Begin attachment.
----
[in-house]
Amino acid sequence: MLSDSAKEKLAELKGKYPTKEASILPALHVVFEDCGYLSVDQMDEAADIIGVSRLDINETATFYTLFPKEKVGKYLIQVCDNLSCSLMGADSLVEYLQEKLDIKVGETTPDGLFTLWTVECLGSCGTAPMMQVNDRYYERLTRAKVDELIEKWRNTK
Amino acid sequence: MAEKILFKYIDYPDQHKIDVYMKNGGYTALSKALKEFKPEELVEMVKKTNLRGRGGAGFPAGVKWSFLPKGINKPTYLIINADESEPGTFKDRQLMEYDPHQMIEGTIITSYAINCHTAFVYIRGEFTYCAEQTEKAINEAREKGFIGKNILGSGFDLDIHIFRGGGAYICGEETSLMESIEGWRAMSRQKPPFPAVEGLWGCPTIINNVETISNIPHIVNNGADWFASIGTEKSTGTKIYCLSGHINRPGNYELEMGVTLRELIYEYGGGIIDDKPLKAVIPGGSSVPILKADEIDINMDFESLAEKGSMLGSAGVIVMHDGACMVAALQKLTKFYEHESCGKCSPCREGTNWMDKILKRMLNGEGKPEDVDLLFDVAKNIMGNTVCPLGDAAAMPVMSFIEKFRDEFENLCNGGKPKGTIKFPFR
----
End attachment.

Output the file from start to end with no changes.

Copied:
[in-house]
Amino acid sequence: MLSDSAKEKLAELKGKYPTKEASILPALHVVFEDCGYLSVDQMDEAADIIGVSRLDINETATFYTLFPKEKVGKYLIQVCDNLSCSLMGADSLVEYLQEKLDIKVGETTPDGLFTLWTVECLGSCGTAPMMQVNDRYYERLTRAKVDELIEKWRNTK
Amino acid sequence: MAEKILFKYIDYPDQHKIDVYMKNGGYTALSKALKEFKPEELVEMVKKTNLRGRGGAGFPAGVKWSFLPKGINKPTYLIINADESEPGTFKDRQLMEYDPHQMIEGTIITSYAINCHTAFVYIRGEFTYCAEQTEKAINEAREKGFIGKNILGSGFDLDIHIFRGGGAYICGEETSLMESIEGWRAMSRQKPPFPAVEGLWGCPTIINNVETISNIPHIVNNGADWFASIGTEKSTGTKIYCLSGHINRPGNYELEMGVTLRELIYEYGGGIIDDKPLKAVIPGGSSVPILKADEIDINMDFESLAEKGSMLGSAGVIVMHDGACMVAALQKLTKFYEHESCGKCSPCREGTNWMDKILKRMLNGEGKPEDVDLLFDVAKNIMGNTVCPLGDAAAMPVMSFIEKFRDEFENLCNGGKPKGTIKFPFR